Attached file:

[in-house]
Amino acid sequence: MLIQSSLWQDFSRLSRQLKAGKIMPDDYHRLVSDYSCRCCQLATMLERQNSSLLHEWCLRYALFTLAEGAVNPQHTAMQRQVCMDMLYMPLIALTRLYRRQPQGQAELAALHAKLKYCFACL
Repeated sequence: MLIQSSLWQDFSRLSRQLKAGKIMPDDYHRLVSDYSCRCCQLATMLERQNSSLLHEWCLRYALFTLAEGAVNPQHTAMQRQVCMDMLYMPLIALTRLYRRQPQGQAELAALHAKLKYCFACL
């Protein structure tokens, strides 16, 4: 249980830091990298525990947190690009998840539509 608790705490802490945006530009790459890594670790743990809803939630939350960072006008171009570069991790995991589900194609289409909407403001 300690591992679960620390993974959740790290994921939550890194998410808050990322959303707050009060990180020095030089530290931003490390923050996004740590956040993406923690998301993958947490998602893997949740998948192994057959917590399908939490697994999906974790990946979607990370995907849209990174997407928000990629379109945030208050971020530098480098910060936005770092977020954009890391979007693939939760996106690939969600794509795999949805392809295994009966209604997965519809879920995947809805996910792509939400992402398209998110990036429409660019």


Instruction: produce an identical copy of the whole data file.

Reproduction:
[in-house]
Amino acid sequence: MLIQSSLWQDFSRLSRQLKAGKIMPDDYHRLVSDYSCRCCQLATMLERQNSSLLHEWCLRYALFTLAEGAVNPQHTAMQRQVCMDMLYMPLIALTRLYRRQPQGQAELAALHAKLKYCFACL
Repeated sequence: MLIQSSLWQDFSRLSRQLKAGKIMPDDYHRLVSDYSCRCCQLATMLERQNSSLLHEWCLRYALFTLAEGAVNPQHTAMQRQVCMDMLYMPLIALTRLYRRQPQGQAELAALHAKLKYCFACL
């Protein structure tokens, strides 16, 4: 249980830091990298525990947190690009998840539509 608790705490802490945006530009790459890594670790743990809803939630939350960072006008171009570069991790995991589900194609289409909407403001 300690591992679960620390993974959740790290994921939550890194998410808050990322959303707050009060990180020095030089530290931003490390923050996004740590956040993406923690998301993958947490998602893997949740998948192994057959917590399908939490697994999906974790990946979607990370995907849209990174997407928000990629379109945030208050971020530098480098910060936005770092977020954009890391979007693939939760996106690939969600794509795999949805392809295994009966209604997965519809879920995947809805996910792509939400992402398209998110990036429409660019």